4. Increment a counter if the extension matches.
The check for this is more complex than just finding if the name for each file ends in a “.” followed by the given extension. We also need to account for the case where the given extension may exist as part of a longer extension – for example, we’re counting .doc files, but the directory contains a mix of .doc and .docx files.

The InStr function returns the start position of a substring within a string or the value 0 if the substring isn’t contained within the string. For example, InStr(“MyFile.Doc”,”Doc”) would return an 8. In our script we’re using the optional arguments for StartPosition (which defaults to 1), and Comparison (set to 1 for a case insensitive text comparison).

Before looping through the files, we use InStr to check if the given extension starts with a “.”, and to add “.” if it does not. This will avoid problems with files in which the extension as part of the file name (e.g. MyDoc.txt or MyDoc.Doc).

In order to avoid the situation where a “.doc” would match a “.docx” file, we need to add in some error checking. We do this by checking that the start position of the extension is equal to the total length of the filename minus the length of the extension (plus 1 because we’re counting the first character of the extension twice). That is:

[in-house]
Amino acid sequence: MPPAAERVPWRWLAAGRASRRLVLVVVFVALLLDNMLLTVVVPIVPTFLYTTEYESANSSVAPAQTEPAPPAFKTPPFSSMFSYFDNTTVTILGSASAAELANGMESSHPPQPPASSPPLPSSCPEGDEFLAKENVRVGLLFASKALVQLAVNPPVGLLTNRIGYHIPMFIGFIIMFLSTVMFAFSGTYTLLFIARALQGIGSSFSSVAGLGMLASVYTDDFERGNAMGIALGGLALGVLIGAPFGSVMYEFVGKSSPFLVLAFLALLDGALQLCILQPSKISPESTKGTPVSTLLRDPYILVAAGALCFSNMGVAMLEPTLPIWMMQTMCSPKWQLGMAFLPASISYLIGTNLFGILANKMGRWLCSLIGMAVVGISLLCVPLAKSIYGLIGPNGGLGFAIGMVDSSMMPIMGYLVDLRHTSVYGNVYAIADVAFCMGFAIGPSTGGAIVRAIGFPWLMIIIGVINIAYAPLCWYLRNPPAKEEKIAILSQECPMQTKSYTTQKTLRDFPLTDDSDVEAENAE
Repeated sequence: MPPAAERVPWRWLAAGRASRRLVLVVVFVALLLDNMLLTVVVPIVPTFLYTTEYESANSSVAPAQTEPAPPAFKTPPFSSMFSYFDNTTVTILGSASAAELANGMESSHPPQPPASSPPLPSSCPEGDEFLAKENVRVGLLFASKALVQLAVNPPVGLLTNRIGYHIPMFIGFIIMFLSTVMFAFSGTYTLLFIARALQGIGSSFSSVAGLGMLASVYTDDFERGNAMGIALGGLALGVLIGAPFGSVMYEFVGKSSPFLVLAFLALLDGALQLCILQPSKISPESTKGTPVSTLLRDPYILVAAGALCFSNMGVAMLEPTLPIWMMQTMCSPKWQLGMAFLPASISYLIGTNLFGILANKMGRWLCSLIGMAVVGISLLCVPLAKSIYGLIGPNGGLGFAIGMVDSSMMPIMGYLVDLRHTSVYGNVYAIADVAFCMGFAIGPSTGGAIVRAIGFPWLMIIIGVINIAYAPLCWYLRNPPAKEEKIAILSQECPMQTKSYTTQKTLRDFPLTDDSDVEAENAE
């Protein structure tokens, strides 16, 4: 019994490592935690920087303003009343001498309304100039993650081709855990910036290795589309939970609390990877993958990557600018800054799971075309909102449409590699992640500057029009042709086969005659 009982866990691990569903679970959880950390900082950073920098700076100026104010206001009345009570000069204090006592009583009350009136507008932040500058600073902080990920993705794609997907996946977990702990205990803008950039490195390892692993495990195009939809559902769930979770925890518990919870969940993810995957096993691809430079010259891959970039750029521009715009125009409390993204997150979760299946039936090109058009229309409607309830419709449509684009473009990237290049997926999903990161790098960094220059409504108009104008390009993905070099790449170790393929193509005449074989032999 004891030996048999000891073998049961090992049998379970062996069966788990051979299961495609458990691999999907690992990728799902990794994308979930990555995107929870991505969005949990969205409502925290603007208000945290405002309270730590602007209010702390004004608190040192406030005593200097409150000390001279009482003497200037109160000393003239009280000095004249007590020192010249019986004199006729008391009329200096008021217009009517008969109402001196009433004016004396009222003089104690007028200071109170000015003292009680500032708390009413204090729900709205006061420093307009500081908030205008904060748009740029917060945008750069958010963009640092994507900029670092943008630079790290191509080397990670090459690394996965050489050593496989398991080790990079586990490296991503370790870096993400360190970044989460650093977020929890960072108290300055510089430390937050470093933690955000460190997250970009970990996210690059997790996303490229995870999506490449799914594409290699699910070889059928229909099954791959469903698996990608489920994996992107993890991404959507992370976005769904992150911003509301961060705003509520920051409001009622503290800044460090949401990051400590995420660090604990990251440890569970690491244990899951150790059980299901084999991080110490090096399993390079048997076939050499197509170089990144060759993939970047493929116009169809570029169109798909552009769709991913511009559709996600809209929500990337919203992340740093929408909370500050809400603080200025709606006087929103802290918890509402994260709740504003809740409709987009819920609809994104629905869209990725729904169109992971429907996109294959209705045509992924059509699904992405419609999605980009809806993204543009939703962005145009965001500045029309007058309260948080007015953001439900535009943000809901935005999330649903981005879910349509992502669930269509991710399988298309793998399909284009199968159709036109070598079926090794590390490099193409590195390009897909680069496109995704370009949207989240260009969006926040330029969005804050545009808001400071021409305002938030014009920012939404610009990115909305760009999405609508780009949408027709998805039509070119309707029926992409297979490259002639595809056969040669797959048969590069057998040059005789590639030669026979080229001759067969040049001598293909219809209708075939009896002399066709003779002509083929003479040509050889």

InStr(1,”MyFile.Doc”,”Doc”,1) = Len(“MyFile.Doc”) – Len(“Doc”) + 1

InStr(1,”MyFile.Doc”,”.Doc”,1) = 7

Len(“MyFile.Doc”) = 10
Len(“.Doc”) = 4

Substituting in the variables used in the loop:

If InStr(1,FileName.Name,FileExt) = (Len(FileName.Name) – Len(FileExt) + 1)
FileCount = FileCount + 1
End If

5. Output the number of files with the given extension.

For this we could use either Wscript.Echo or Wscript.StdOut.Write, but Wscript.Echo returns a newline character in addition to the output and we want to suppress that in the script return:

Wscript.stdout.write FileCount

The full script is:

LogDirectory = Wscript.Arguments(0)
FileExt = Wscript.Arguments(1)

set oFSO = createObject("Scripting.FileSystemObject")
set oFolder = oFSO.GetFolder(LogDirectory)

FileCount = 0
If InStr(1,FileExt,".",1) <> 1 Then
FileExt = "." & FileExt
End If
ExtLen = Len(FileExt)

Set LogFiles = oFolder.Files

For each FileName in LogFiles
If InStr(1,FileName.Name,FileExt,1) = (Len(FileName.Name) - ExtLen + 1) Then
FileCount = FileCount + 1
End If
Next

Wscript.stdout.write FileCount

This script should be saved with a .vbs extension (e.g. FileExtCount.vbs), and executed as:

Cscript /nologo FileExtCount.vbs \myserverc$pathtofolder ext

for example:

Cscript /nologo FileExtCount.vbs \sqlserverc$processingfiles  doc

This would return a count of all files ending in “doc” in the named directory.

Please note that this is meant to be a basic script and does not cover error checking beyond verifying that the given extension is not part of a larger extension. Post a comment if you run into any problems or have any requests for modifications.